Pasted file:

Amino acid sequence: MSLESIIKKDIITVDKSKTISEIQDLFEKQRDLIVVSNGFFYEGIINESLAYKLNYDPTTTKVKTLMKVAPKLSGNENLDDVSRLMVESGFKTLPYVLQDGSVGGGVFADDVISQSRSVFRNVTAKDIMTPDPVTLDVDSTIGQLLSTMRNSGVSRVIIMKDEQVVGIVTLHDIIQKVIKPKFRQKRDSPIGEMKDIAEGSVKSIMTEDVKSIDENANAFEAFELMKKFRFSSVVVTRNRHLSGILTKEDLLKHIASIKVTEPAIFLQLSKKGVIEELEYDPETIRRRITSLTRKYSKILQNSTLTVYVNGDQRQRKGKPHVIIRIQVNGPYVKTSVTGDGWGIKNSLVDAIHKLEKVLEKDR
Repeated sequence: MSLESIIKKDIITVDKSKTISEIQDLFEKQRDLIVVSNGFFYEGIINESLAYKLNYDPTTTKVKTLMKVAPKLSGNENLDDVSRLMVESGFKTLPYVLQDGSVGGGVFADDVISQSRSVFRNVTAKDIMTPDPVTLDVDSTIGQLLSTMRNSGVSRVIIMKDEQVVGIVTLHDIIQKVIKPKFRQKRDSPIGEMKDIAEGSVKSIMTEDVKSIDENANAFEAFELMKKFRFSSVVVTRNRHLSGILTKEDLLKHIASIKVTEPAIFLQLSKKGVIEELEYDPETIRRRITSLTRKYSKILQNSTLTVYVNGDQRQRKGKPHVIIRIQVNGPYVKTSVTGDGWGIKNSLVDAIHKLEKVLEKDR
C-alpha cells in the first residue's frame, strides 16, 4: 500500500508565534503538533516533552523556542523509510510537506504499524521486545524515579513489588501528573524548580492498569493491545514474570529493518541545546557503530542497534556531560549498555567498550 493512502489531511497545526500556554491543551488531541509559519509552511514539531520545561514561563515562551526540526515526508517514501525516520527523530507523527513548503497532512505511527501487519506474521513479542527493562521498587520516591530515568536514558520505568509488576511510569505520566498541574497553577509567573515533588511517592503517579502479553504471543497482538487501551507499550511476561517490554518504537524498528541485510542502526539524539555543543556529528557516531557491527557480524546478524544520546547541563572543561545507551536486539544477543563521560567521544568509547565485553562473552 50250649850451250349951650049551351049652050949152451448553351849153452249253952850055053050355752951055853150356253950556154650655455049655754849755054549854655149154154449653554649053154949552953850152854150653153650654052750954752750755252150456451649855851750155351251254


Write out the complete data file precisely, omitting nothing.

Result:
Amino acid sequence: MSLESIIKKDIITVDKSKTISEIQDLFEKQRDLIVVSNGFFYEGIINESLAYKLNYDPTTTKVKTLMKVAPKLSGNENLDDVSRLMVESGFKTLPYVLQDGSVGGGVFADDVISQSRSVFRNVTAKDIMTPDPVTLDVDSTIGQLLSTMRNSGVSRVIIMKDEQVVGIVTLHDIIQKVIKPKFRQKRDSPIGEMKDIAEGSVKSIMTEDVKSIDENANAFEAFELMKKFRFSSVVVTRNRHLSGILTKEDLLKHIASIKVTEPAIFLQLSKKGVIEELEYDPETIRRRITSLTRKYSKILQNSTLTVYVNGDQRQRKGKPHVIIRIQVNGPYVKTSVTGDGWGIKNSLVDAIHKLEKVLEKDR
Repeated sequence: MSLESIIKKDIITVDKSKTISEIQDLFEKQRDLIVVSNGFFYEGIINESLAYKLNYDPTTTKVKTLMKVAPKLSGNENLDDVSRLMVESGFKTLPYVLQDGSVGGGVFADDVISQSRSVFRNVTAKDIMTPDPVTLDVDSTIGQLLSTMRNSGVSRVIIMKDEQVVGIVTLHDIIQKVIKPKFRQKRDSPIGEMKDIAEGSVKSIMTEDVKSIDENANAFEAFELMKKFRFSSVVVTRNRHLSGILTKEDLLKHIASIKVTEPAIFLQLSKKGVIEELEYDPETIRRRITSLTRKYSKILQNSTLTVYVNGDQRQRKGKPHVIIRIQVNGPYVKTSVTGDGWGIKNSLVDAIHKLEKVLEKDR
C-alpha cells in the first residue's frame, strides 16, 4: 500500500508565534503538533516533552523556542523509510510537506504499524521486545524515579513489588501528573524548580492498569493491545514474570529493518541545546557503530542497534556531560549498555567498550 493512502489531511497545526500556554491543551488531541509559519509552511514539531520545561514561563515562551526540526515526508517514501525516520527523530507523527513548503497532512505511527501487519506474521513479542527493562521498587520516591530515568536514558520505568509488576511510569505520566498541574497553577509567573515533588511517592503517579502479553504471543497482538487501551507499550511476561517490554518504537524498528541485510542502526539524539555543543556529528557516531557491527557480524546478524544520546547541563572543561545507551536486539544477543563521560567521544568509547565485553562473552 50250649850451250349951650049551351049652050949152451448553351849153452249253952850055053050355752951055853150356253950556154650655455049655754849755054549854655149154154449653554649053154949552953850152854150653153650654052750954752750755252150456451649855851750155351251254